After watching it, I kinda got the point. Inception, which stars Leonardo Di Caprio and Ellen Page amongst others (killer cast, I must say), follows a group of people who have the ability to incept dreams…where they can either find and steal ideas, or even better…plant ideas into that person’s mind. Basically, a really tricky version of mind-control, that allows Nolan to use a shit load of special effects.
So what was so good about this film? In short, it was something different. In the past 5 or so years we’ve come across some amazing films, yet so many of them have been re-makes, sequels, novel adaptations,or ‘based on a true story’. It’s hard to come across a story that is original but also freaking cool. Can you imagine using people’s dreams for your own gain? Can you imagine a world where you can’t determine what is real and what is dreaming, and more importantly, not caring? Gah.
Plus, since it was directed by Nolan, who by this stage had a fair amount of weight behind his name, Inception had a pretty massive budget of $160…which meant, a helluva lot of special effects. Not to mention the heavy-weight cast, that also includes Cillian Murphy, Tom Hardy, Joseph Gordon-Levitt and Marion Cotillard…all of who went on to act in The Dark Knight Rises.
And it ended up pleasing both critics and film-goers; the film grossed over $800 million, and it went on to win Academy Awards for Best Visual Effects, Best Sound Editing, Best Sound Mixing and Best Cinematography, as well as nominations for Best Picture, Best Original Screenplay, Best Original Score and Best Art Director.
THE BATMAN TRILOGY:
The first of three films, to set up a legendary, and much anticipated trilogy (let’s be honest, the Batman movies before Nolan put his touch on them were awful), Batman Begins tells the story of how Batman became, well, Batman. We follow Bruce Wayne be trained by the League of Shadows, and return to Gotham city where he has to stop Scarecrow (the previously mentioned Cillian Murphy) from infecting the entire city with fear.
Out of the three film, this is clearly the inferior of them. Which isn’t necessarily a bad thing, as it is a set up for things to come. Plus, we get to see Michael Caine and Morgan Freeman act in the same movie together…seriously, does it get much better than that?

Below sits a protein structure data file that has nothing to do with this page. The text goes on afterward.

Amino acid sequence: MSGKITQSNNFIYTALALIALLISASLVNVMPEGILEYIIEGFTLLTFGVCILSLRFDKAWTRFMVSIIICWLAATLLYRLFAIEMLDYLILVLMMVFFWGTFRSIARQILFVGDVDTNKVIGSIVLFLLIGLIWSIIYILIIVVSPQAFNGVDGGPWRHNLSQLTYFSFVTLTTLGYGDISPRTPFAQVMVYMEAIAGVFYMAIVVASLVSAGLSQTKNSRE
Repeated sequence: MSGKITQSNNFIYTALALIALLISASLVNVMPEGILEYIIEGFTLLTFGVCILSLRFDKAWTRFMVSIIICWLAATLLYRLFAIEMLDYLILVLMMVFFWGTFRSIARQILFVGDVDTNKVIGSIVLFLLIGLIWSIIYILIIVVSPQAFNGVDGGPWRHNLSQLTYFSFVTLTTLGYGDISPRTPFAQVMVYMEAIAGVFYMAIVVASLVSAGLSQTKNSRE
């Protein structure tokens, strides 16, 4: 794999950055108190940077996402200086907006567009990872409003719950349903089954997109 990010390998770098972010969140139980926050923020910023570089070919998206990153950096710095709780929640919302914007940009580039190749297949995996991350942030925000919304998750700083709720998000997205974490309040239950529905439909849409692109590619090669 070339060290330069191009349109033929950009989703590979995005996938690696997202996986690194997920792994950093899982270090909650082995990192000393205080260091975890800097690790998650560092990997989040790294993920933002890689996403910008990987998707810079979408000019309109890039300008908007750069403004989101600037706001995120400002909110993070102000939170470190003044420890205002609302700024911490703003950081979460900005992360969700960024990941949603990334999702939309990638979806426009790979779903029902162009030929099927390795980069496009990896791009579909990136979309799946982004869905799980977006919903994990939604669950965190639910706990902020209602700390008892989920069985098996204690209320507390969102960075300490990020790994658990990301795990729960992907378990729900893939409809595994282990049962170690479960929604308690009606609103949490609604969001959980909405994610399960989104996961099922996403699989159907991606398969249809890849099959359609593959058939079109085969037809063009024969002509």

The Dark Knight-2009:
The infamous one. The Heath Ledger film. The film that made him go insane, take too many pills, and sadly end his life many, many years too early. Yep, that’s the kinda reputation The Dark Knight had as it was being released. And you know what?
It. Didn’t. Matter. At. All.
This film grossed over a billion dollars, and Ledger’s hands-down phenomenal performance caused movie-goers jaws to drop. Including yours truly. His ability to play a character who is so far over the edge, yet so evil, was dead-on. Also, I would like to thank Ledger’s performance of The Joker, which was so terrifying, that it justified to the general public why I found clowns so terrifying. NOW DO YOU SEE WHY?
The other aspect of this film that’s a stand out was the psychological storyline that The Joker put the residents of Gotham City through. What would you do? Would you kill one innocent (although, annoying) man to save a hospital full of the sick? Would you kill a boat full of people on the chance that they might kill you? These are the questions that are raised in The Dark Knight, which helps the film to stick in your mind long after it finishes.
The Dark Knight Rises-2012:
The finale. The big one. The film that was 7 years in the making. Sorta. And, dare I say it, the best film of the trilogy. Yes. I went there. As I’ve given more detail in a previous post, for me this is the best film because it encapsulates everything that’s good about Nolan as a film maker.
He uses a killer cast, full of actors that he’s used previously. Tom Hardy. Joseph Gordon-Levitt. Marion Cotillard. Anne Hathaway. And the heavy weights; Michael Caine. Morgan Freeman. Christian Bale.
He has the money to back up his love of special effects: it had a budget of $250 million. So we got to see special effects at its best; a personal favourite was watching the football field collapse in slow motion. Chilling almost, wasn’t it?
The storyline. While it had its moments of sheer ridiculousness (broke my back recently, it’s all good, let’s just make this impossible jump almost no one else can achieve), it was also spot-on from a political and social perspective. Social anarchy to achieve social and welfare equality? It makes you wonder whether or not it’s possible, doesn’t it?
So there you have it. The Best of the Best. Which of Christopher Nolan’s films are you a fan of? Do you think he peaked in his career? Do you like his devotion to his favourite actors? Let me know in the comments!